- #1

Eclair_de_XII

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- 91

- Homework Statement
- "Let ##f(x)=\sqrt{x}##. Prove or disprove ##\lim_{x\rightarrow0} \sqrt{x}=0##."

- Relevant Equations
- A function ##f## has a limit ##L## at ##a## iff ##\lim_{x\rightarrow a^-}=L=\lim_{x\rightarrow a^+}##.

Instinct tells me to just plug in the number, say the limit is zero, and be done with it. But at the same time, while reading the statement from the "Relevant equations" section of this post, I cannot feel but feel some doubt as to whether or not this is the right approach. I mean, only the right-sided limit is defined, while the left-sided limit isn't. So am I to conclude that since the root function doesn't even have a left-handed limit, that I don't need to worry about the statement in the "Relevant equations" section?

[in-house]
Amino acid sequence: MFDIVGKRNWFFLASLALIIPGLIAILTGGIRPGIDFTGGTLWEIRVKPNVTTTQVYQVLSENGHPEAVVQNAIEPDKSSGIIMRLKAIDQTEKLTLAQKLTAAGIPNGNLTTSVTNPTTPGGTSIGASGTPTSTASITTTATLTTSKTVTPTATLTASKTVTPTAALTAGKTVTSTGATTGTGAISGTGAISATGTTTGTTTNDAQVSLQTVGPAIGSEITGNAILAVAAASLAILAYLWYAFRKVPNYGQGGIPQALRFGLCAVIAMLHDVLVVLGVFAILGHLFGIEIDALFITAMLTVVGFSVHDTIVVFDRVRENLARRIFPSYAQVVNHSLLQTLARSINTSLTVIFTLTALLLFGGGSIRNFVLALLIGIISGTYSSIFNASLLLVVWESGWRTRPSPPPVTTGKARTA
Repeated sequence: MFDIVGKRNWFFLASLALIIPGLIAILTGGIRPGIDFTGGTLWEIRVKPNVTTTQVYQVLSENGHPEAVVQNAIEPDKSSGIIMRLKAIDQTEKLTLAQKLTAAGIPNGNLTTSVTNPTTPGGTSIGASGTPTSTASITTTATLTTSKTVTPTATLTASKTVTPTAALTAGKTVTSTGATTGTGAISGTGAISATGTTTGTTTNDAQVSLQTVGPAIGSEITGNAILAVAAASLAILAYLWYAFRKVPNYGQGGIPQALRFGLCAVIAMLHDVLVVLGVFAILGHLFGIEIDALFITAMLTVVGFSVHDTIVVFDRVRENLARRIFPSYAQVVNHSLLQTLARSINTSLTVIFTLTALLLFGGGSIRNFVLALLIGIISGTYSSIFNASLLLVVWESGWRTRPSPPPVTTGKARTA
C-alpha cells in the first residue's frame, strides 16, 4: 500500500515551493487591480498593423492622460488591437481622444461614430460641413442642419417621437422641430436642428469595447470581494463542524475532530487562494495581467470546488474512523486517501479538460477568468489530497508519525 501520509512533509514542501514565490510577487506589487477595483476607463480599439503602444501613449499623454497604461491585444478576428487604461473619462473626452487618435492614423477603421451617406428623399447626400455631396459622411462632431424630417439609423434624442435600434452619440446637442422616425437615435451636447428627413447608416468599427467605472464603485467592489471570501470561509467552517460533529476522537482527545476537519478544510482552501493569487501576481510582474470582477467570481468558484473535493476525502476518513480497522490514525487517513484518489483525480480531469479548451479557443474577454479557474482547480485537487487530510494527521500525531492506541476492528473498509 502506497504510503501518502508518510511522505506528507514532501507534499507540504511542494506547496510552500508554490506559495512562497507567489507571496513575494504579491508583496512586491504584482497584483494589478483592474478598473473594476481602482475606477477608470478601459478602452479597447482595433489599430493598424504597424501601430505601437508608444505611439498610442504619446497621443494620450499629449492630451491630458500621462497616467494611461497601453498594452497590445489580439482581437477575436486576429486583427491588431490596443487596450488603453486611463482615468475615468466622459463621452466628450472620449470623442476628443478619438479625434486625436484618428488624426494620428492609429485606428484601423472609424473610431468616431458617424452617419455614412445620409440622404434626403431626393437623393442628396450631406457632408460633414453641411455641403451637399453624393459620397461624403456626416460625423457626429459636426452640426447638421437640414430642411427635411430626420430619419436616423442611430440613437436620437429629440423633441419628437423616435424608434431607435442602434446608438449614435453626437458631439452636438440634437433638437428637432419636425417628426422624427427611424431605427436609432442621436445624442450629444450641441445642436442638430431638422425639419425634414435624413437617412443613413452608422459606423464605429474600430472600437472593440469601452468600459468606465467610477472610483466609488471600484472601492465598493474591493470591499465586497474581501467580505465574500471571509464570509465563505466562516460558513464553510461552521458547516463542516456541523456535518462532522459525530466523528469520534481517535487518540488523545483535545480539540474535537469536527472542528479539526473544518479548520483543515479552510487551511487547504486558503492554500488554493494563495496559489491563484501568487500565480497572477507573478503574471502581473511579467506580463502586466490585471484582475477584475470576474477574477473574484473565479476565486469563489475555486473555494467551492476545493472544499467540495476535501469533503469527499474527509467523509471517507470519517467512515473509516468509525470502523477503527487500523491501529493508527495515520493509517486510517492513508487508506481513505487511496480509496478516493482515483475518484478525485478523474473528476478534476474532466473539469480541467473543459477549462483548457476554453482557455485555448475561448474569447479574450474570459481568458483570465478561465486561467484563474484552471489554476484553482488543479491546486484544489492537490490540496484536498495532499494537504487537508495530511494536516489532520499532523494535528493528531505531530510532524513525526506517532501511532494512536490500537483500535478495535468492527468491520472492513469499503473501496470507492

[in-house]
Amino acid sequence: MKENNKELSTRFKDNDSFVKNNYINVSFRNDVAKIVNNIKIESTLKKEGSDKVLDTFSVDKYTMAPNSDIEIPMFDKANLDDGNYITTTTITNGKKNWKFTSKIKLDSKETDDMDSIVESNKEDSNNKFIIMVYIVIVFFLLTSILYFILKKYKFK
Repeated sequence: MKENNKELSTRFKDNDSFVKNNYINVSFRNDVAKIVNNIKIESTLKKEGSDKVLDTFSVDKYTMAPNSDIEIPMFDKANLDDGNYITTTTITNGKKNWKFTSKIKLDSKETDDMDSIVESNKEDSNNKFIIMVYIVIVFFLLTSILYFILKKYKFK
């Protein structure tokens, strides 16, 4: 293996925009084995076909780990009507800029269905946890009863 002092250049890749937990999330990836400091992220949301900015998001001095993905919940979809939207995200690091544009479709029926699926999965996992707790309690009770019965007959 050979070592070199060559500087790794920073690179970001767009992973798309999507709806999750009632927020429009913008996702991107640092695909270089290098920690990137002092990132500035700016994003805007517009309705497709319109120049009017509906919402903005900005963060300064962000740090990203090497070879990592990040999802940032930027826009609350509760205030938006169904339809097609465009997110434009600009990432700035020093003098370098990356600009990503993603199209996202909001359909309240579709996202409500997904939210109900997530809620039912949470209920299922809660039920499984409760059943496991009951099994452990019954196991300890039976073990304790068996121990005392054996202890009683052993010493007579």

Sorry; it's been many years since I last took Calculus I, so I am sorry for being dense when it comes to simple concepts like this.

Sorry; it's been many years since I last took Calculus I, so I am sorry for being dense when it comes to simple concepts like this.